On October 28, 2009, President Obama signed the National Defense Authorization Act for Fiscal Year 2010 (the "NDAA"), which, among other things, expands the scope of the provisions of the Family and Medical Leave Act (FMLA) pertaining to leave for qualifying exigencies and military caregiver leave.
On October 28, 2009, President Obama signed the National Defense Authorization Act for Fiscal Year 2010 (the "NDAA"), which, among other things, expands the scope of the provisions of the Family and Medical Leave Act (FMLA) pertaining to leave for qualifying exigencies and military caregiver leave. Specifically, the NDAA now permits family members of active duty service members to take leave for a qualifying exigency. Previously, only family members of National Guard and Reservists called to active duty in support of a contingency operation were permitted to take leave for a qualifying exigency. The NDAA also extends the scope of military caregiver leave to families of certain veterans, who previously were not covered by the provision. It also permits military caregiver leave for serious injuries or illnesses that are the result of pre-existing conditions that were aggravated by service while on active duty.
The FMLA permits eligible employees to take a total of twelve weeks of job-protected leave during a twelve-month period due to the employee's or a family member's serious health condition, or the birth, adoption, or placement of a child for adoption or foster care. Eligible employees are those who have been employed for at least twelve months (not necessarily consecutive months), have worked for at least 1,250 hours during the twelve-month period immediately preceding the leave of absence, and work in an office or worksite at which fifty or more employees are employed.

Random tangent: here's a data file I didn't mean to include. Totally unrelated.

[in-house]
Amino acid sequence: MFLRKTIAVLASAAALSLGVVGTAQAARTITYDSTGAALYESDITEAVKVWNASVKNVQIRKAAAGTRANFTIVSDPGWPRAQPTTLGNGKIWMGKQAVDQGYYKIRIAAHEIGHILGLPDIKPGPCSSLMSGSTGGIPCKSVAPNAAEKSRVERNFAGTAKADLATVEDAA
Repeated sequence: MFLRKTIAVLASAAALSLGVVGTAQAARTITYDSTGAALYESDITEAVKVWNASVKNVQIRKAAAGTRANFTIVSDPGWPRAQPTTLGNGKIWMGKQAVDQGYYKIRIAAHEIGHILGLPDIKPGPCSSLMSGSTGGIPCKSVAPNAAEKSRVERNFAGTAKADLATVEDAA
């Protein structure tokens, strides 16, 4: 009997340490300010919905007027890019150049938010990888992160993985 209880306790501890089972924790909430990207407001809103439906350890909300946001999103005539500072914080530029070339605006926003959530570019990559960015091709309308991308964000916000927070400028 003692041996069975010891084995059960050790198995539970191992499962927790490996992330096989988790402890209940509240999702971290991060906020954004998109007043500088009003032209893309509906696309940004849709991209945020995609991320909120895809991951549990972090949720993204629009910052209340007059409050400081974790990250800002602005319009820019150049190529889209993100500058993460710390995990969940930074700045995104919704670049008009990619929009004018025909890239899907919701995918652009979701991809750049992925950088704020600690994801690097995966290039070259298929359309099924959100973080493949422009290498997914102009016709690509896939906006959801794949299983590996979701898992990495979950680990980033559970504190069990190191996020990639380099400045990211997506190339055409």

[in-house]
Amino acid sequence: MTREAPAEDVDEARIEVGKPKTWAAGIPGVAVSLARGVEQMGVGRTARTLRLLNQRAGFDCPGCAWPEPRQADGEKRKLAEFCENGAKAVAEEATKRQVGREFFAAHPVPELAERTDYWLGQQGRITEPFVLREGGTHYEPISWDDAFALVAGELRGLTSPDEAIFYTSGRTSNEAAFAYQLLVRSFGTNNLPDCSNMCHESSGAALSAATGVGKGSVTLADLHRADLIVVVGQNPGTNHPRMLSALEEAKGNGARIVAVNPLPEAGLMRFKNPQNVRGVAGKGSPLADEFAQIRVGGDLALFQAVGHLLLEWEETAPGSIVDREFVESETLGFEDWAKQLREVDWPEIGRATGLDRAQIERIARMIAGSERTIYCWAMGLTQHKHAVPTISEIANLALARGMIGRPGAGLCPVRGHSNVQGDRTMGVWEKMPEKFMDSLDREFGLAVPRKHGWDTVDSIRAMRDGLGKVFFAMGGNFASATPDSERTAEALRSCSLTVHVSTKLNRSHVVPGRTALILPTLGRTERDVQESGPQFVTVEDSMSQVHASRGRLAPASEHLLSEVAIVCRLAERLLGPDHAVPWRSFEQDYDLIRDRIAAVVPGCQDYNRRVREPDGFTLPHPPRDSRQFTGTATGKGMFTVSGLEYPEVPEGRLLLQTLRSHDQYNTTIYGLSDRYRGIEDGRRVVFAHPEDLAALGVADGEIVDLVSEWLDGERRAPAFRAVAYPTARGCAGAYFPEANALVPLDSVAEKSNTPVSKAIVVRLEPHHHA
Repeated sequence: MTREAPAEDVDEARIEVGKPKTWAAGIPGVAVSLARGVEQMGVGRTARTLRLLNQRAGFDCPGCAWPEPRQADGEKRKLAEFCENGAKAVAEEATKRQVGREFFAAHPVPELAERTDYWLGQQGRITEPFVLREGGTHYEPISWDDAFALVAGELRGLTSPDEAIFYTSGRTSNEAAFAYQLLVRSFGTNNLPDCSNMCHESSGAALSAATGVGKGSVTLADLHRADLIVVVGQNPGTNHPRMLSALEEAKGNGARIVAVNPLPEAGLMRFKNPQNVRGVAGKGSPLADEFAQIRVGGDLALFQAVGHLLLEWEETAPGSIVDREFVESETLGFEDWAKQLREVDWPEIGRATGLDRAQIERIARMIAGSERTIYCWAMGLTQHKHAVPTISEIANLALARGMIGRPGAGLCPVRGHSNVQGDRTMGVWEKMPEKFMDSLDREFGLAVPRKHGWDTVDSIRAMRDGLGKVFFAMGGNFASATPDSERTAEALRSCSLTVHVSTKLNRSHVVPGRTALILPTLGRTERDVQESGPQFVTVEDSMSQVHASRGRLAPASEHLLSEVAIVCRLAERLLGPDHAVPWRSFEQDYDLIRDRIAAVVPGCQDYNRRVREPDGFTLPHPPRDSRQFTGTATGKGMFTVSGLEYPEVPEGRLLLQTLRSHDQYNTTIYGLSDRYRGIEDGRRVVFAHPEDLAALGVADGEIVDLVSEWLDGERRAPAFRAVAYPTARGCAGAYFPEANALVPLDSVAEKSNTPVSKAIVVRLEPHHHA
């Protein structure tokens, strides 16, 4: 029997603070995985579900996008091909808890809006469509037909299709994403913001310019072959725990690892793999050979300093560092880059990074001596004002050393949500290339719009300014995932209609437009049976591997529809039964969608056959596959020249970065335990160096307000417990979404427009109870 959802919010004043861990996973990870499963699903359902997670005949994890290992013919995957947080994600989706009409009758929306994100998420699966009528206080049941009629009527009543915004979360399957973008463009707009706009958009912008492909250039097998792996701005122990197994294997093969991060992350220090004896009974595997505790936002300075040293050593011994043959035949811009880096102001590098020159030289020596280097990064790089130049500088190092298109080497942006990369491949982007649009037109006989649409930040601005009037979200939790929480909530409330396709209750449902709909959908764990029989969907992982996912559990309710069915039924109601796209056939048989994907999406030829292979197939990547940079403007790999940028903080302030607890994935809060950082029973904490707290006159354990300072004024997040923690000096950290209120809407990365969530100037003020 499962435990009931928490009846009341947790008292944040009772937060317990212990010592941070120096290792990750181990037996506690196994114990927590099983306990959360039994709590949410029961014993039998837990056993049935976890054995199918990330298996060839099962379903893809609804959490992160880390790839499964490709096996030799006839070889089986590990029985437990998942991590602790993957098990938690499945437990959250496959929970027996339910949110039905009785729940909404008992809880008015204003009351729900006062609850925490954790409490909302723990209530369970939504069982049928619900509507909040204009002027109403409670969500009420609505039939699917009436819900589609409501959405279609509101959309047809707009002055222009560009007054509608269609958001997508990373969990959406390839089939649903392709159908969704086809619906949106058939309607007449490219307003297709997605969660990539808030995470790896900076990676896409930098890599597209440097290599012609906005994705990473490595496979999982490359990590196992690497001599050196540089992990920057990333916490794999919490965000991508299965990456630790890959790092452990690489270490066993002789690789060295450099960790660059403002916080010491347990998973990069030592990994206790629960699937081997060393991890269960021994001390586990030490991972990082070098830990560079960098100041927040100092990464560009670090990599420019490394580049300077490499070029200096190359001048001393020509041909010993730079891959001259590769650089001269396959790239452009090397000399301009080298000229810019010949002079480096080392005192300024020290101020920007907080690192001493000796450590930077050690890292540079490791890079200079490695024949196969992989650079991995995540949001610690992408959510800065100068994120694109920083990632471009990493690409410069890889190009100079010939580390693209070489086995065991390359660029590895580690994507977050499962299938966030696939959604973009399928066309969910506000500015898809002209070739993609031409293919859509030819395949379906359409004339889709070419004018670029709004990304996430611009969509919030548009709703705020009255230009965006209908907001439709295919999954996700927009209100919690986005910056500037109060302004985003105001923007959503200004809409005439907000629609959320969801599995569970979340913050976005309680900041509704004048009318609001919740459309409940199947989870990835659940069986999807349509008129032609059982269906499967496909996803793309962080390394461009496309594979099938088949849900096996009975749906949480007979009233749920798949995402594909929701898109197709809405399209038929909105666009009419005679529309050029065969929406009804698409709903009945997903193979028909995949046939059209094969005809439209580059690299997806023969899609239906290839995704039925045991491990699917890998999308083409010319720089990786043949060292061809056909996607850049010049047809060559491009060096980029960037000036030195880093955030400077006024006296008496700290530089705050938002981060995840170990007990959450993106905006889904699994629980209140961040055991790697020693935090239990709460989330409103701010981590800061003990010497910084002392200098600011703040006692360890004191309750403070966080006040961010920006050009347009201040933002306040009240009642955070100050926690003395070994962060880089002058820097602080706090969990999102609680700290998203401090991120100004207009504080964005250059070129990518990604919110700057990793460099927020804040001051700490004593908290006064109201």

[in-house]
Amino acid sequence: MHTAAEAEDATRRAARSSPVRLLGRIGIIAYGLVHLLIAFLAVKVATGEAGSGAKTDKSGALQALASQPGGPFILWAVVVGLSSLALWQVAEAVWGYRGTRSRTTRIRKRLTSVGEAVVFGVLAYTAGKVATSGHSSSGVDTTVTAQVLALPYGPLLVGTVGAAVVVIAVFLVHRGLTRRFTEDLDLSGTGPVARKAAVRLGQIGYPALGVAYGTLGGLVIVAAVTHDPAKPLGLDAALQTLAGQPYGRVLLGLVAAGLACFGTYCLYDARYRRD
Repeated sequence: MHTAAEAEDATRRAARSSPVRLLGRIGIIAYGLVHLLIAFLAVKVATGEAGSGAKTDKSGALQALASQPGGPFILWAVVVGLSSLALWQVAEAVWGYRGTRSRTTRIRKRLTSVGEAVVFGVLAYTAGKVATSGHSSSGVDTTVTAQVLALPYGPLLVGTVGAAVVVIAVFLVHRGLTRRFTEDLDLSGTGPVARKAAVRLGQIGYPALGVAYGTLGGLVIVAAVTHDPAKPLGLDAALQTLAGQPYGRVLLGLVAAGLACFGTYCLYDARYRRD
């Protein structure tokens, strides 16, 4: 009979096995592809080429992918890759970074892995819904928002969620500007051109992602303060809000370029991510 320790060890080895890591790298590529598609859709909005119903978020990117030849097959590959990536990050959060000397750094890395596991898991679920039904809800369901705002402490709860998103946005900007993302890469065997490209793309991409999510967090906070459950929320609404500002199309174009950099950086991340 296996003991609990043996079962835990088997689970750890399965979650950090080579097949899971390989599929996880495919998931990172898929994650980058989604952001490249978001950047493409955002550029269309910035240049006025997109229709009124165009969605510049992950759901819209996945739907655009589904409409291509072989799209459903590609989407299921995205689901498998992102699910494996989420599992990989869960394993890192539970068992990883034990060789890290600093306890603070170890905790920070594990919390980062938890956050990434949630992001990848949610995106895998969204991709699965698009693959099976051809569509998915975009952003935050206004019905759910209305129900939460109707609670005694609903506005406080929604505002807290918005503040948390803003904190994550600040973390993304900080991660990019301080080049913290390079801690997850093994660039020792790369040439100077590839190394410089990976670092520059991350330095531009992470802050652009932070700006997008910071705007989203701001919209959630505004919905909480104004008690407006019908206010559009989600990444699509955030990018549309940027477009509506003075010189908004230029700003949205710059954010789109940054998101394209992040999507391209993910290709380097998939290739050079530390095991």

In 2008, Congress amended the FMLA to permit eligible family members of service members in the National Guard and Reserves to take leave for a qualifying exigency related to the call to active duty of the service member. The Secretary of Labor has defined a qualifying exigency as leave taken by a family member: (1) to deal with issues arising from the service member's short-notice deployment; (2) to attend official military ceremonies, programs, or events; (3) to attend to certain childcare and school activities; (4) to address financial or legal matters arising as a result of the service member's absence while on active duty; (5) to attend counseling for the family member or service member arising from the service member's active duty or call to active duty; (6) to spend time with service members who return on short-term temporary rest and recuperation leave during a period of deployment; (7) to attend certain post-deployment activities; and (8) for "additional activities" that arise out of a service member's active duty or call to active duty.